The invoicing process encompasses much more than simply creating and transmitting an invoice. It also includes maintaining customer and product master files, generating customer billing data, transmitting billing data to customers, posting receivable entries, and resolving billing inquiries. The total process cost per invoice includes the total cost of personnel, outsourcing, systems, overhead, and other allocations to these activities.
A study by the American Productivity & Quality Center (APQC) reveals three areas where finance teams can look to reduce the cost of invoicing.
The total cost to invoice customers is an important KPI that measures the efficiency of your sales and accounting teams and the health of the invoicing process itself.
APQC finds that top performers (those in the 25th percentile) spend US$1.42 per invoice on the process, while bottom performers (those in the 75th percentile) spend more than three times that amount at US$6.00 per invoice.
Chart showing data for the metric Total Cost to Perform the Process "Invoice Customer" per Invoice Processed. The 25th Percentile is US$1.42, the Median is US$2.80, and the 75th Percentile is US$6.00.
The cost of invoicing has decreased for all organisations over the past few years. In 2018, bottom performers spent US$9.00 per invoice on the process, while those at the median spent US$3.94 and top performers spent US$2.00.
One very likely explanation for these decreases is that a rising tide of technology has lifted many boats. Automated invoicing solutions and related technologies are more accessible than they were even a few years ago. The data today reflects the gains that many organisations have been able to achieve because of adopting and implementing these technologies.
The top performers for this measure may still have some room for improvement, but there is a point at which further cost-cutting becomes counterproductive. Bottom performers, on the other hand, have the most to gain by continuing to bring costs down. For example, an organisation could potentially save more than US$450,000 for every 100,000 invoices it processes by moving from bottom to top-performer status.
A holistic approach to process improvement
If your performance on this KPI is not where you would like it to be, you should look holistically across your process, people, and technology for opportunities to bring costs down. We provide recommendations for each of these areas below.
Before you buy any new invoicing technology or systems, it is important to take an intensive look at the invoicing process itself. Designate a team to create a detailed process map of each activity and handoff within the larger process. Doing so will allow you to identify redundancies, bottlenecks, and other opportunities more easily for improvement that could boost efficiency and cost savings.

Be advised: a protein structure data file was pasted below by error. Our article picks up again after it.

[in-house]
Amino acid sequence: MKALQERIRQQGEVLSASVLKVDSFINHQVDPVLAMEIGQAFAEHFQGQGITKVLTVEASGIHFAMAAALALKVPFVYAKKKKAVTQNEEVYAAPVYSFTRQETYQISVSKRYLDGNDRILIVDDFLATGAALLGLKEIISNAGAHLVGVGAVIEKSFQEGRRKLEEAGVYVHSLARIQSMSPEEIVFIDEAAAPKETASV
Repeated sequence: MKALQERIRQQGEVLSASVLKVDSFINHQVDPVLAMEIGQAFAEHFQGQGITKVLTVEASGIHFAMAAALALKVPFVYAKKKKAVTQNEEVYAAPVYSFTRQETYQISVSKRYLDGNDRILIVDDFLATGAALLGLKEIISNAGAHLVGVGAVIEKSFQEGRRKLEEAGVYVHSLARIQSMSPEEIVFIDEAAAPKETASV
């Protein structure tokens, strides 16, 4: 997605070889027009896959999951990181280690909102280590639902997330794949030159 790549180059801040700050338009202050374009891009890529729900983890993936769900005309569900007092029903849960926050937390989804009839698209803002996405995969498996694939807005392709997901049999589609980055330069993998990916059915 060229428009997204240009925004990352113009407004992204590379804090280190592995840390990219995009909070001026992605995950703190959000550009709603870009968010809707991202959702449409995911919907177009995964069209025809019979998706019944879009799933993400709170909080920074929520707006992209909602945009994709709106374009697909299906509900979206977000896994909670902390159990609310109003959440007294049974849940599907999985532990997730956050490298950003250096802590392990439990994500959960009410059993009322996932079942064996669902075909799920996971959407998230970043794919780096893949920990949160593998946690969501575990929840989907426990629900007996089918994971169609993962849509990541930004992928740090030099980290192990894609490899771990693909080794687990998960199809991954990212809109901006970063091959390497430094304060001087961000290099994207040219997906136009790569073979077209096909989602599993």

For example, if your organisation requires CFO approval of all invoices over US$20,000, all the necessary approvals should be obtained before the invoice reaches accounts payable.
Otherwise, AP personnel will need to spend time tracking down leadership approvals for each invoice over US$20,000, which will drain time and productivity.
Optimising the process to remove these types of inefficiencies will help you bring costs down and set the stage for technologies that will help lower costs even more.
The human cost
As the costs of labour continue to rise, it’s important to make sure that invoicing teams work as efficiently as possible. That not only means training them for your tools and systems, but also making sure that desktop guides, process documentation, and other knowledge resources are accessible to them in the flow of work. Robust training and knowledge management will help to reduce errors and rework.
A smooth invoicing process requires collaboration and coordination between different teams. Working to build a culture that values interdepartmental collaboration, communication, and efficiency not only benefits invoicing but works across the enterprise more broadly. Design opportunities for teams to collaborate, get some easy wins and have fun together to keep building and sustaining this culture.
Recurring IT challenges
A lack of integration between systems is still a challenge for many organisations and one that will keep the costs of this process higher than they need to be. When the sales team is using a different system than the billing and accounts receivable team, someone along the line will need to translate sales orders as they come into the billing system. This adds time and cost while increasing the chances of errors that require rework.
ERP systems that automatically integrate sales and accounting data are much more common and accessible than they used to be, even for smaller organisations. Armed with a fully automated system, it will also be much easier and more effective to invoice frequently or even daily rather than manually processing large batches of invoices weekly or monthly.
Small wins add up
There is no silver bullet that will instantly lower your costs and optimise your invoicing process. Bringing costs down in a sustainable way means looking holistically across your process, people, and technology for opportunities to work more efficiently and collaboratively. Many organisations have found that small improvements in all of these areas add up to make a big difference over time.